But there are definite upsides, and so in this article, I want to share my insights into the extraordinary potential of individuals with ADHD in the workplace, and why embracing neurodiversity is not just beneficial but essential for modern organizations.



Hyperfocus: Turning Intense Concentration into a Strategic Advantage


The concept of hyperfocus in ADHD, often perceived as a challenge, can in certain situations transform into an exceptional strength. A study by Solanto et al. (2001) in the ‘Journal of Abnormal Child Psychology’ revealed that individuals with ADHD exhibit remarkable concentration levels when engaged in stimulating activities.


As stated earlier, in my professional life, this ability to intensely focus is basically my superpower! It has enabled me to tackle complex projects with unparalleled dedication and attention to detail, leading to innovative solutions and increased productivity.


How can companies trigger hyperfocus in their ADHD employees? Easy: get us interested! The more interested and passionate we are about a project, the more our hyperfocus kicks in. We need that dopamine and adrenaline high.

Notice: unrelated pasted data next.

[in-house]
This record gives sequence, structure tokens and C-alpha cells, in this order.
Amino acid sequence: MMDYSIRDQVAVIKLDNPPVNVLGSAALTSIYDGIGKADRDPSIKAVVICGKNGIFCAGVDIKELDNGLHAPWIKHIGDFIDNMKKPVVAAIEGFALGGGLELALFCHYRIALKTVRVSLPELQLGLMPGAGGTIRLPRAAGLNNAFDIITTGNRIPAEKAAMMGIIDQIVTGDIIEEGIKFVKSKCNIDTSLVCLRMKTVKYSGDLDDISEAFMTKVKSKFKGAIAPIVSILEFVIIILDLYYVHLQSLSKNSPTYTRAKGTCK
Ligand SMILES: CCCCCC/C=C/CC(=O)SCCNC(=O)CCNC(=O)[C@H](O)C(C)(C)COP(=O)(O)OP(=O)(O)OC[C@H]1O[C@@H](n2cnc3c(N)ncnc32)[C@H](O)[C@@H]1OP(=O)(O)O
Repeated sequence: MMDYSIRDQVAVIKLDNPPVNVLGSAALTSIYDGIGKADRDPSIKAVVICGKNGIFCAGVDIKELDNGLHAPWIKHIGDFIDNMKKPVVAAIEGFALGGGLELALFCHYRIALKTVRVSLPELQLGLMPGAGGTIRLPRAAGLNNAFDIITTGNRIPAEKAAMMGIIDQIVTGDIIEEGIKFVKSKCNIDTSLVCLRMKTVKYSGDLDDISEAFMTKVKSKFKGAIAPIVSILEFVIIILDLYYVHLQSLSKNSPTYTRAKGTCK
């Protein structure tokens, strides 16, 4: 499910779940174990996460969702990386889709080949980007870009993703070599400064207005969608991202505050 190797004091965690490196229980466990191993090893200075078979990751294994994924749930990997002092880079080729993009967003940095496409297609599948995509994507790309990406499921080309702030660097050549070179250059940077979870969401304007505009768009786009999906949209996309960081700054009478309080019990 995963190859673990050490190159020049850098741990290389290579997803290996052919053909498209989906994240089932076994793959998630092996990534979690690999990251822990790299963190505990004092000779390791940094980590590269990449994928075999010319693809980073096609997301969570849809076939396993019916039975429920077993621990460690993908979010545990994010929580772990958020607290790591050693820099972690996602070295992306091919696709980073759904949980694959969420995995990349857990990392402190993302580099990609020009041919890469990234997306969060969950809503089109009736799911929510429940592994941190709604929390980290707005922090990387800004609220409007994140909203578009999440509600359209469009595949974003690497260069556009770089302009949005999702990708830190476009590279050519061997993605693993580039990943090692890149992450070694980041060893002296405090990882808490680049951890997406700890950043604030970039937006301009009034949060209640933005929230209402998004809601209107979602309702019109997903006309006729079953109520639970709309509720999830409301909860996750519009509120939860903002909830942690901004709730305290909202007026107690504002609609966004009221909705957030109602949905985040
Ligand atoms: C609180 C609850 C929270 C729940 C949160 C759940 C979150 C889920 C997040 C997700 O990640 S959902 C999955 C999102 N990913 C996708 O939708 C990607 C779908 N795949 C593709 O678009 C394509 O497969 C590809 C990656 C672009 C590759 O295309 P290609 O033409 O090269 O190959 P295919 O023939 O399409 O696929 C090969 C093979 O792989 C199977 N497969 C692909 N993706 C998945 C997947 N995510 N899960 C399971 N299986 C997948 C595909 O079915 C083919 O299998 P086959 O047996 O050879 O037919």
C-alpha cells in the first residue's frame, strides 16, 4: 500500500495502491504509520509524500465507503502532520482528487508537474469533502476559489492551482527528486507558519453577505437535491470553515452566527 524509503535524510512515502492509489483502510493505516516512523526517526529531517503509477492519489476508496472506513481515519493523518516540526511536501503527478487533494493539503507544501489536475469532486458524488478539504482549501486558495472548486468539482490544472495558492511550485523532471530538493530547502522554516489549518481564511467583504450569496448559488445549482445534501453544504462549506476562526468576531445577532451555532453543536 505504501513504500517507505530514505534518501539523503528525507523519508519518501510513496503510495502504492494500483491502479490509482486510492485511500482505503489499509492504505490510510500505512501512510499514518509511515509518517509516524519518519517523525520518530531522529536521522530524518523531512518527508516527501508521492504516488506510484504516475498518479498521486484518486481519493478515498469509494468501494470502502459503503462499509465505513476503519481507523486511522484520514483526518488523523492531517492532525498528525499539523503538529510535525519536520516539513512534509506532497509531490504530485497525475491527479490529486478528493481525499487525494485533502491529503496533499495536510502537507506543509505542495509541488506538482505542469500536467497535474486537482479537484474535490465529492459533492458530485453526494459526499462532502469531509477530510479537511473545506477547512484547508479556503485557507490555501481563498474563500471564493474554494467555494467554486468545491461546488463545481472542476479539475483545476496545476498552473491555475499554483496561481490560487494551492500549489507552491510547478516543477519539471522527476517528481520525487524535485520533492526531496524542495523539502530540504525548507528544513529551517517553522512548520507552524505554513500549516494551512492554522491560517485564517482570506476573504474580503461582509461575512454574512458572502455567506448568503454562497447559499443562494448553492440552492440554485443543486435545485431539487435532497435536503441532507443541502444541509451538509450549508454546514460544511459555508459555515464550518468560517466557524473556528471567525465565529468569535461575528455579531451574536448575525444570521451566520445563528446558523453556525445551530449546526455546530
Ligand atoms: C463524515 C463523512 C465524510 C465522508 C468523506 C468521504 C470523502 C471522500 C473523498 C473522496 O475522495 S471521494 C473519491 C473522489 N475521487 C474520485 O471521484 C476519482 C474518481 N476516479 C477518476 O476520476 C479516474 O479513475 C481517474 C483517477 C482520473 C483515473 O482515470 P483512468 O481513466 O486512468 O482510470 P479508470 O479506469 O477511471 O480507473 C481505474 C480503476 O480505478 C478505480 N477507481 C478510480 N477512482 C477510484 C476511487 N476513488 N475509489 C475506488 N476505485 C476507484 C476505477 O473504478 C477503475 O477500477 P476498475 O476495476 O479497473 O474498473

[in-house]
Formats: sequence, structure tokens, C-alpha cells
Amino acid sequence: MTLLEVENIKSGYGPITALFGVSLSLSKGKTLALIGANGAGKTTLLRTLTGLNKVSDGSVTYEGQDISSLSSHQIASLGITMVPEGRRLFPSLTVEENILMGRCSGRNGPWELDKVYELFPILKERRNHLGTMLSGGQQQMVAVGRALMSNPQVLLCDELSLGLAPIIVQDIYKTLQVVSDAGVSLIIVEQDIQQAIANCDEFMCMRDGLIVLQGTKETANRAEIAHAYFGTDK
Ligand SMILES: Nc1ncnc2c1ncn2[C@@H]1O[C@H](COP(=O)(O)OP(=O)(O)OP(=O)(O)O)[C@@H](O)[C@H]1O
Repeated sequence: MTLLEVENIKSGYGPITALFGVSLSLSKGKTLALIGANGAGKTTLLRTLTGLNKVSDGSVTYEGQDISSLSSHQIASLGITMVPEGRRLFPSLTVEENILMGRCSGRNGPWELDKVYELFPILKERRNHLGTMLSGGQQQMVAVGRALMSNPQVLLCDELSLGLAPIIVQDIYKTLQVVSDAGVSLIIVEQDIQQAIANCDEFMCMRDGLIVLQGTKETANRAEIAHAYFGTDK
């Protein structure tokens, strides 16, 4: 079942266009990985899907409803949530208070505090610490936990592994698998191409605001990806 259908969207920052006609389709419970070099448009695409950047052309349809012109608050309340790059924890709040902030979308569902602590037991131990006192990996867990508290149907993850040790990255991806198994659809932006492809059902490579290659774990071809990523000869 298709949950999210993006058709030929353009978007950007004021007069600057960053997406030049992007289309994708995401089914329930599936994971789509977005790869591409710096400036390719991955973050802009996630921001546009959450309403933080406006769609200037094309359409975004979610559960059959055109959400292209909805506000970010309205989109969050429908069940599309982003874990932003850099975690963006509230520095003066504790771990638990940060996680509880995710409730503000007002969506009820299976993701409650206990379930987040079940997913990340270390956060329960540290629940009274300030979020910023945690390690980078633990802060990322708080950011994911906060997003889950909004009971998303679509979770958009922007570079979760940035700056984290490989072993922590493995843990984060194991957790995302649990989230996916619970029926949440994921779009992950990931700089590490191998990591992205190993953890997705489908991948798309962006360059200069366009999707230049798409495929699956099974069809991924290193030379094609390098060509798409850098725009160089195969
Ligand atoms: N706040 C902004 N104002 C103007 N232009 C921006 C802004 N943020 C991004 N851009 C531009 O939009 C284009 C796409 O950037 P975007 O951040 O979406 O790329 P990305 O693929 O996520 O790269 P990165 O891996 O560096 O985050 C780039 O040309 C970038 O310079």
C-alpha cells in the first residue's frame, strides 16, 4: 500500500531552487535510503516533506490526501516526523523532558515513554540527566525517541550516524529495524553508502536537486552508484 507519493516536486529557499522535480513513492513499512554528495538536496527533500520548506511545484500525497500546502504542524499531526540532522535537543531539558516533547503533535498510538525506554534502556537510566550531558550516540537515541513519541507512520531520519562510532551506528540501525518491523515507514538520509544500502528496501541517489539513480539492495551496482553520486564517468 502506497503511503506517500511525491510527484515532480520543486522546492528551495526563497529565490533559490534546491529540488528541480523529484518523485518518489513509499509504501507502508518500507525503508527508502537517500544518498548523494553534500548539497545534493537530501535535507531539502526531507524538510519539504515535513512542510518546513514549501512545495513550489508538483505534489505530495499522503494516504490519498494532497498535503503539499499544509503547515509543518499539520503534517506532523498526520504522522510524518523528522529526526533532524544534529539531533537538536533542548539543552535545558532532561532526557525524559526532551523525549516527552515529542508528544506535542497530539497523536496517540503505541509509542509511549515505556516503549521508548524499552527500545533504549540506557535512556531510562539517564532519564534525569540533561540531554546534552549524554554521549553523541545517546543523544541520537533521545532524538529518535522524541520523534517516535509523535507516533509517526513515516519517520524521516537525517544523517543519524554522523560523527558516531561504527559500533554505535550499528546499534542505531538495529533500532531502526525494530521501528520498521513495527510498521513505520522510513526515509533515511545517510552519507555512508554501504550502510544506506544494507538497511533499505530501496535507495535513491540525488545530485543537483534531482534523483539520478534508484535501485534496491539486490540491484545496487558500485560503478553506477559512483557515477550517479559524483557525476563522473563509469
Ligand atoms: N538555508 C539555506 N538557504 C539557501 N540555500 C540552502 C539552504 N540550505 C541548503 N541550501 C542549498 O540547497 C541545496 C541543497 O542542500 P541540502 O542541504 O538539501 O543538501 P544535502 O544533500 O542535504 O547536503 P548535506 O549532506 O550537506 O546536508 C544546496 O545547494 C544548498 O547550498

You can also give us a tight deadline; believe it or not, deadlines are the ADHD person's best friend when it comes to productivity. Interesting project with an aggressive deadline? That's the magic pill that turns us into the Flash.



Creative Thinking: A Pathway to Innovation


ADHD is frequently associated with a unique cognitive style characterized by creative, nonlinear thinking. A study by White and Shah (2006) in the ‘Journal of Personality and Individual Differences’ found that individuals with ADHD scored higher on tests measuring creativity, especially in tasks requiring divergent thinking.


In my roles, leveraging this creative edge has been crucial in devising innovative HR strategies and staffing solutions, often leading to breakthroughs that conventional thinking would not achieve. Simply put, my brain works differently, often looking down at things from a higher altitude than most!


I may not see every minor detail of the trees, but I can get you through that forest. Vision and strategic thinking are our greatest assets.



Professional Stamina: Sustaining Momentum in a Fast-Paced World


People with ADHD often exhibit a remarkable ability to maintain high energy levels, especially in stimulating environments. A study by Luman et al. (2008) in the ‘Clinical Psychology Review’ highlighted the enhanced responsiveness of individuals with ADHD to immediate rewards, translating into sustained motivation and resilience in dynamic work settings.